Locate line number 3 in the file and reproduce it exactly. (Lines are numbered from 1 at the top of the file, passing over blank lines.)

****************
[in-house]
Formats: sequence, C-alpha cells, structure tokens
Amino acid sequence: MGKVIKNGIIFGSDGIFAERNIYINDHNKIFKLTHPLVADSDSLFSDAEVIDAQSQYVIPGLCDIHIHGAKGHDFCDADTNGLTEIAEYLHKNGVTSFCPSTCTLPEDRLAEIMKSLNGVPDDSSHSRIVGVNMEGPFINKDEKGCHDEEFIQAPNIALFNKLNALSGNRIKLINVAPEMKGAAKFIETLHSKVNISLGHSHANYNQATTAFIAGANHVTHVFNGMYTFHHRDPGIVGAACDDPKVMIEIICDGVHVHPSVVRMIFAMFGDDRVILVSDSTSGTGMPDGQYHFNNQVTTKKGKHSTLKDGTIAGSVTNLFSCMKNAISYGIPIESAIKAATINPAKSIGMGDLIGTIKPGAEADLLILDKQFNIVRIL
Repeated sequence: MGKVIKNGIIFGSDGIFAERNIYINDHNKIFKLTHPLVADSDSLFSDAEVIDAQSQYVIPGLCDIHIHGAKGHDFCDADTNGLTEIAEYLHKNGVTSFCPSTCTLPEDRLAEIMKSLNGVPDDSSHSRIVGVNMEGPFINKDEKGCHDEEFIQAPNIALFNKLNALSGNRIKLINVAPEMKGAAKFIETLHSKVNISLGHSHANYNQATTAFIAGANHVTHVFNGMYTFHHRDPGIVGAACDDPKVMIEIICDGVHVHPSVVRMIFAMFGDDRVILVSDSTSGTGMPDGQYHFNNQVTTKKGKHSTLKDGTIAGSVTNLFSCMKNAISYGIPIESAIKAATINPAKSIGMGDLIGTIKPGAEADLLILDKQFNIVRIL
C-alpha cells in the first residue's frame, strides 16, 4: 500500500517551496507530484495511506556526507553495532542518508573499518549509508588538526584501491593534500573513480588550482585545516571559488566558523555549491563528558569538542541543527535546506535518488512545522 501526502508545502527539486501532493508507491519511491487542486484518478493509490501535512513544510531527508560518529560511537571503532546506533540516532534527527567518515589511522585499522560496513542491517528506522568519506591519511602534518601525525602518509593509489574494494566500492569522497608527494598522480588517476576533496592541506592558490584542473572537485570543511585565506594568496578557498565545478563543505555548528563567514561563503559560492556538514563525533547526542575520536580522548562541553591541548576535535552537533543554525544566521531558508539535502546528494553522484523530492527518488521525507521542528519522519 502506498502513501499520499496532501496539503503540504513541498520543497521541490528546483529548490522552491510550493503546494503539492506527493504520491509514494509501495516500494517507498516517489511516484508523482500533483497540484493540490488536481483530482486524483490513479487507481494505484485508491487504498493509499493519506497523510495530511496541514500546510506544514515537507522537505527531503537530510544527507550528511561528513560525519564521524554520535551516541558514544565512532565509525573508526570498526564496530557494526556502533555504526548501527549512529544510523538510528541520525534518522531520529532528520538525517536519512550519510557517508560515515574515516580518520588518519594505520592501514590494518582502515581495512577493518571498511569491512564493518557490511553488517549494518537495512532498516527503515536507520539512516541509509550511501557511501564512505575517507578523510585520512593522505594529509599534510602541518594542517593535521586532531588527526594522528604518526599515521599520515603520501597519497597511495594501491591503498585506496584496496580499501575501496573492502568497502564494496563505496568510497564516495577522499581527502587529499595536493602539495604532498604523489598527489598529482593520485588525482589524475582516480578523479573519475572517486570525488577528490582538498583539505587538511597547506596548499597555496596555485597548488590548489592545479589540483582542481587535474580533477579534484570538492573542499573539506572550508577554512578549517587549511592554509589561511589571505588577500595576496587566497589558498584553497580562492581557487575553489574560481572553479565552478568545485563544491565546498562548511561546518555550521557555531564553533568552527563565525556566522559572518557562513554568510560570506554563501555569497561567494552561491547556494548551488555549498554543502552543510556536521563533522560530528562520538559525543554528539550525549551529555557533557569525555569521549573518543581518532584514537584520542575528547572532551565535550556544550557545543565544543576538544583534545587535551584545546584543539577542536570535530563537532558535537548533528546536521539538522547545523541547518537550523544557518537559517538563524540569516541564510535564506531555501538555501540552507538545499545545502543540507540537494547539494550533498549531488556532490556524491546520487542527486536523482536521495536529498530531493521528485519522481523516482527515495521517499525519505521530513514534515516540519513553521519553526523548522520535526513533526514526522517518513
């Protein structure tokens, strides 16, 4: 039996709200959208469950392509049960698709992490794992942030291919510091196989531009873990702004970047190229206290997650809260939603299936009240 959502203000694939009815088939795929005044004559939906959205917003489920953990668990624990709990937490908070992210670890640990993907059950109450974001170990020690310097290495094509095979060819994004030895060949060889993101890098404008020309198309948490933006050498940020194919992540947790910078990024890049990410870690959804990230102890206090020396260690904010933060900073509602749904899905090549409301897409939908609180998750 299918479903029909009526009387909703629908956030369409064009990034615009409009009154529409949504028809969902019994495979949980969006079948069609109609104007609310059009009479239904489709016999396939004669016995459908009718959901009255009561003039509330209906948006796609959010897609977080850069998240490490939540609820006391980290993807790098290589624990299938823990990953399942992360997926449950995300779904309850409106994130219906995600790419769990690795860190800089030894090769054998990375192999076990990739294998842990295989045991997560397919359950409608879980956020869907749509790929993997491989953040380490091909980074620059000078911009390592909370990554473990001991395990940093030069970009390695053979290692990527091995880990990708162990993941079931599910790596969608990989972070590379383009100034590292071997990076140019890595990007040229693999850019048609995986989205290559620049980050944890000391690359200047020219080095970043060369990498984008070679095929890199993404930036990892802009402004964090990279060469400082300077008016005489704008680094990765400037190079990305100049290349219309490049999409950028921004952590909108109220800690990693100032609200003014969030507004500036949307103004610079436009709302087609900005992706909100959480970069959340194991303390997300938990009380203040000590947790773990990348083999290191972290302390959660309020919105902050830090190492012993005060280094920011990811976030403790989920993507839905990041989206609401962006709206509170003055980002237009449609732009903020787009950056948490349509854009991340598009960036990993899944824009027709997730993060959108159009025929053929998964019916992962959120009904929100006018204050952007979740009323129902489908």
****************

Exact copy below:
Amino acid sequence: MGKVIKNGIIFGSDGIFAERNIYINDHNKIFKLTHPLVADSDSLFSDAEVIDAQSQYVIPGLCDIHIHGAKGHDFCDADTNGLTEIAEYLHKNGVTSFCPSTCTLPEDRLAEIMKSLNGVPDDSSHSRIVGVNMEGPFINKDEKGCHDEEFIQAPNIALFNKLNALSGNRIKLINVAPEMKGAAKFIETLHSKVNISLGHSHANYNQATTAFIAGANHVTHVFNGMYTFHHRDPGIVGAACDDPKVMIEIICDGVHVHPSVVRMIFAMFGDDRVILVSDSTSGTGMPDGQYHFNNQVTTKKGKHSTLKDGTIAGSVTNLFSCMKNAISYGIPIESAIKAATINPAKSIGMGDLIGTIKPGAEADLLILDKQFNIVRIL